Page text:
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# FUND OF ATMOS DYNAMICS ATMO 601

Texas A&M

GPA 3.65

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This 8 page Class Notes was uploaded by Demarcus Schaden V on Wednesday October 21, 2015. The Class Notes belongs to ATMO 601 at Texas A&M University taught by Staff in Fall. Since its upload, it has received 21 views. For similar materials see /class/225957/atmo-601-texas-a-m-university in Atmospheric Sciences (ATM S) at Texas A&M University.

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Date Created: 10/21/15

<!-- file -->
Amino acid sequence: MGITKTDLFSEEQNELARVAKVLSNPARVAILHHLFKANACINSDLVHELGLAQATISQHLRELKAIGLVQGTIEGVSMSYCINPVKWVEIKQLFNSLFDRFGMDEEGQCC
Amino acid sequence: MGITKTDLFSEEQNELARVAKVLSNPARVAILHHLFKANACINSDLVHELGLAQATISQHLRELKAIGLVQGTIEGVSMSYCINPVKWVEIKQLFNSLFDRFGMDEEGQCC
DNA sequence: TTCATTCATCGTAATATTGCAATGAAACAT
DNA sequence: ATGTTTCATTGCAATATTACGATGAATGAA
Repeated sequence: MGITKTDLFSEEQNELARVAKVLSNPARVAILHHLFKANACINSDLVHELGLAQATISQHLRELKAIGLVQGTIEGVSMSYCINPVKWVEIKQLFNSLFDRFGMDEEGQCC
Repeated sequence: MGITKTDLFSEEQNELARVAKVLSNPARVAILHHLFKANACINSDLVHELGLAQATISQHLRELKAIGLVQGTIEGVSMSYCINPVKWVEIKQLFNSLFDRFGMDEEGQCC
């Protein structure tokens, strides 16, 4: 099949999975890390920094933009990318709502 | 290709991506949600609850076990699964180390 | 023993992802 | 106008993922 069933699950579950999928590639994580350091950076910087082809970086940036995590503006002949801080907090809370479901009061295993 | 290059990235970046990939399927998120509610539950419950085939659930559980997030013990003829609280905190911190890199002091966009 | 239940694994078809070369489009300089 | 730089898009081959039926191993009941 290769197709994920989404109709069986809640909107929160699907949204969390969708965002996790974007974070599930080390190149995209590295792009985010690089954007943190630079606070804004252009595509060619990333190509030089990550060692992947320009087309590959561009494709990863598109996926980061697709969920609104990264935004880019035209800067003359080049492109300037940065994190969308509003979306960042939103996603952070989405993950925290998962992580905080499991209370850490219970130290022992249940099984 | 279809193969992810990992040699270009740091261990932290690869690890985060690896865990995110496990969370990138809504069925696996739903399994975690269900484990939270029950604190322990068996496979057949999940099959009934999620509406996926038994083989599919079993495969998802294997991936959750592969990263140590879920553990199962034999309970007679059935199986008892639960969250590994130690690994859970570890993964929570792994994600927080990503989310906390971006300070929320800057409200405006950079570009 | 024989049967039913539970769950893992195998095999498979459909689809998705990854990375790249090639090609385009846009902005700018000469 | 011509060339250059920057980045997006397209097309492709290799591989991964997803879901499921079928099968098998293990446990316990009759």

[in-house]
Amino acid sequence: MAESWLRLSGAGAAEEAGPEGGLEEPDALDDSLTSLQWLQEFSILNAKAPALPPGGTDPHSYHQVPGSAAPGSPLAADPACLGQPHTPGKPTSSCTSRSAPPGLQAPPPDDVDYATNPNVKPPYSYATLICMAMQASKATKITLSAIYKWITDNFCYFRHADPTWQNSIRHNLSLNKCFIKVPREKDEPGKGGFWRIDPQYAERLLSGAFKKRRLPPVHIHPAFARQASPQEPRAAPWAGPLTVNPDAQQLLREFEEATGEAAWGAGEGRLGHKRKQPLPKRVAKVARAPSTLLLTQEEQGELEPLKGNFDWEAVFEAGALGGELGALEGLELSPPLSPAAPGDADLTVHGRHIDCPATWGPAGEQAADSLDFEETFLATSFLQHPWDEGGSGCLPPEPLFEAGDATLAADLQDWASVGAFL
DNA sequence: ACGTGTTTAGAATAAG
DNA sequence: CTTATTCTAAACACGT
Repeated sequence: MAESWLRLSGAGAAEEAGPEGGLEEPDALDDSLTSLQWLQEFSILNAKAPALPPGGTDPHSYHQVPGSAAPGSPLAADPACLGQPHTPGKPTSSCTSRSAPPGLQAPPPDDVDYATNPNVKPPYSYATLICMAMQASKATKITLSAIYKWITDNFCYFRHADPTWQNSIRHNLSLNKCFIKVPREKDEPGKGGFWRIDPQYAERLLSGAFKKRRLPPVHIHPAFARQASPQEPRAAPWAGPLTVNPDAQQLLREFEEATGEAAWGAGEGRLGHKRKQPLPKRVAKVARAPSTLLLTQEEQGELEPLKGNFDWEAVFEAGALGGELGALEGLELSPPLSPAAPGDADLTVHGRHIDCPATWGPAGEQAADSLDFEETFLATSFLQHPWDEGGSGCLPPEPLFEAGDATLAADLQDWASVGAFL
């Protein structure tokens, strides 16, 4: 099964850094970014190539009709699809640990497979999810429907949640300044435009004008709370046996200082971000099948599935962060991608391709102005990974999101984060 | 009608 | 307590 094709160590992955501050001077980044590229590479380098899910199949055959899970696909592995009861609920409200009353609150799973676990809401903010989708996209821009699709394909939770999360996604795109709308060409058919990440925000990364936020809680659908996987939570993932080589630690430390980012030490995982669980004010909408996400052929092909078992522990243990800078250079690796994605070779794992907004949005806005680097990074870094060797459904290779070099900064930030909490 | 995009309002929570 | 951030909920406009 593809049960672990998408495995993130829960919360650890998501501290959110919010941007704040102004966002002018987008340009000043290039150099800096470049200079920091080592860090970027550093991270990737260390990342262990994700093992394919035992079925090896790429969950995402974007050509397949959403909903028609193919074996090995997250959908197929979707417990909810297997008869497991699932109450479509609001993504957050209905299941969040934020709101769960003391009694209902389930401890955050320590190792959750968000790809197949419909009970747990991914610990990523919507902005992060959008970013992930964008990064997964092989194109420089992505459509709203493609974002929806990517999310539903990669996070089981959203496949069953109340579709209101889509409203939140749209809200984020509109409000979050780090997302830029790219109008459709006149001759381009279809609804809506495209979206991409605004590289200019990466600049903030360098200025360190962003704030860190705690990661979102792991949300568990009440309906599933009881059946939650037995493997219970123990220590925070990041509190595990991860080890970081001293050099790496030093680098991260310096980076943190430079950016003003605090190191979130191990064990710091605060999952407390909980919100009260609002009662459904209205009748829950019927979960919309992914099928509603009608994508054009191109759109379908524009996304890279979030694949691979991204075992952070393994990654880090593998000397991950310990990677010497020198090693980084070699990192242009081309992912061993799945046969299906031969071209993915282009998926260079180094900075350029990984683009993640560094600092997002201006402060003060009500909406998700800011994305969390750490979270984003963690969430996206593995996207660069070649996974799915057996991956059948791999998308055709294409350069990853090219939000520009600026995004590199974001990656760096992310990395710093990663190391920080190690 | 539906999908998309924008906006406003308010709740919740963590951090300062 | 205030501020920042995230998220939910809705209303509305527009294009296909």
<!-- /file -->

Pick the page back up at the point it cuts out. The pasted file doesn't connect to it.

Thermal Wind and temperature perturbations A perturbation of potential temperature 6 that lives along a boundary behaves in the same way as a delta function perturbation of potential vorticity would just inside of the boundary You can show this mathematically by integrating the de nition of qp over an in ntesimal region adjacent to one of the horizontal boundaries but it is much more useful to get a physical picture of why this is so On a lower boundary 6 anomalies behave like delta function qp anomalies of the same sign along an upper boundary they behave like qp anomalies of the opposite sign This set of notes illustrates how boundary 6 anomalies behave The presence of such an anomaly in a quasi balanced uid implies the presence of an anomalous circulation by the thermal wind relation Recall that the thermal wind equation is valid for geostrophic motions in a hydrostatic uid both of which conditions are met in the QC system By differentiating the hydrostatic equation p with respect to z and differentiating the de nition of geostrophic wind 1 8d 7 m f az with respect to p the thermal wind equation relating vertical wind shear to horizontal gradients of potential temperature may be obtained 71 86 81 774 m fH 8z 8 Here we swallowed all of extra letters in the hydrostatic equation involving the pressure and gas constant into a single one H R RCp H E i 1 Po Its just easier to write Doing the same thing for y 1 86 Bu 774 w fH 8y 8p So wherever there are gradients of 6 on a horizontal boundary eg heading into or com ing out of a potential temperature anomaly there will be an anomalous geostrophic wind which changes magnitude with height away from the boundary And as we noted earlier this relation also explains why the mean tropospheric winds are zonal increase with height and strongest in the mid latitudes there is a mean north south gradient of potential tem perature from the warm equatorial latitudes to the cold polar ones From the relations abov 7 oc 7 or In gure 1 a positive 6 anomaly is plotted in red on a lower boundary This anomaly decays in m y and 2 away from its center As suggested by the shrinking dashed circles directly above the surface anomaly the anomaly decays with height until at some altitude it vanishes In the plane of the lower boundary there are four points labeled A B C and D Let s consider the perturbation winds at each of these four points and how they change with height Heading east through point A the gradient of 6 is increasing it starts at zero some distance well west of the anomaly and increases heading east through point A to the center of the anomaly From the relation expressed by equation 3 3 gt 0 implies that an anomalous meridional wind will decrease in value with increasing pressure or increase in value with increasing height Obviously the anomalous wind owing to this temperature perturbation must decay by the same altitude as the temperature perturbation itself decays At this level there is no more horizontal gradient in 6 and thus there can be no perturbation motion at this height With this constraint let s return to how the wind changes with height above point A It is probably easiest to think of this in pressure coordinates Given that the perturbation wind must be zero at the altitude at which all perturbations vanish as one heads down toward the surface increasing pressure the value of v9 must decrease If it starts at zero it must become negative as one heads down to the surface Thus at point A there is a strong northerly wind blowing to the south Doing the same analysis for point C we see that to the east of the perturbation maximum the value of 6 decreases as one heads east through point C until at some point far to the east the perturbation vanishes Thus 3 lt 0 Again constrained by the fact that all perturbation motions must vanish at the same altitude as 6 does equation 3 tells us that an anomalous meridional wind will increase in value down from this pressure level to the surface Thus the wind is southerly at point C on the lower boundary and decreases in intensity as one heads up in height These winds are plotted in cyan in gure 1 Along the line connecting point D to point B the gradient of potential temperature per turbation is in the y direction From equation 4 the perturbation wind shears can be estimated at points B and D Using an analysis similar to that described above the pertur bation winds are plotted in gure 2 at and above point B in magenta and at and above point D in green Thus7 it should be clear from gure 2 that the existance of a positive potential temperature anomaly along a lower boundary implies by thermal wind the existance of a perturbation circulation which rotates cyclonically and decreases in intensity as one heads above the surface From equation 1 we can also learn that this temperature anomaly creates a neg ative geopotential perturbation in height coordinates7 a negative pressure perturbation Thus a positive potential temperature anomaly on a lower boundary behaves exactly as a positive potential vorticity anomaly would there is anomalous positive vorticity and anomalous negative geopotential negative pressure Examine gures 37 47 and 5 They feature a positive 6 anomaly7 but at the top boundary rather than the lower one By examining the gradient of potential temperature moving in and out of the anomaly7 and with the boundary condition that all perturbation winds vanish at some altitude below the upper surface7 see if you can explain why the winds rotate anticyclonically Obviously temperature perturbations that are negative will produce circulations opposite in direction to the ones examined here You might nd it helpful to sketch some of these plots altitude by which all perturbations have decayed X Figure l A positive potential temperature anomaly exists on the lower boundary here drawn in the plane containing the m and y axes The anomaly is drawn in red7 and decays in intensity away from its center in 7 y7 and 2 As suggested by the shrinking dashed circles above the lower boundary7 the temperature anomaly decays with height until at some altitude it vanishes Points A7 B7 C7 and D all lie in the same lower boundary plane as the 6 anomaly The meridional wind at and above points A and C owing to the gradient of 6 in the m direction is plotted in cyan The perturbation winds must vanish at the same altitude as the 6 anomaly altitude by which all perturbations have decayed X Figure 2 As in gure 17 but With perturbation Winds plotted at and above points B in magenta and D in green also At B and D7 the perturbation Winds are zonal as the temperature gradient is in the y direction see equation surface of top boundary y F altitude by which all perturbations have decayed Figure 3 Points E7 F7 G7 and H lie7 along With a positive potential temperature anomaly7 on the upper boundary of a uid The temperature anomaly is drawn in red7 and dotted Circles are drawn beneath the upper boundary to indicate that it decreases in intensity in 7 y7 and height until at some altitude beneath the top of the uid7 it vanishes entirely The zonal Winds owing to the gradient of 6 in the y direction are plotted at and below points F in magenta and H in green The perturbation Winds must vanish at the same altitude as the 6 anomaly surface of top boundary F altitude by which all perturbations have decayed Figure 4 As in gure 37 but With perturbation Winds plotted at points E in gold and G in cyan As the gradient of 6 is in the direction at and below points E and G7 the perturbation Winds are meridional lturface of top boundaIy altitude by which all perturbations have decayed Figure 5 Figures 3 and 4 combined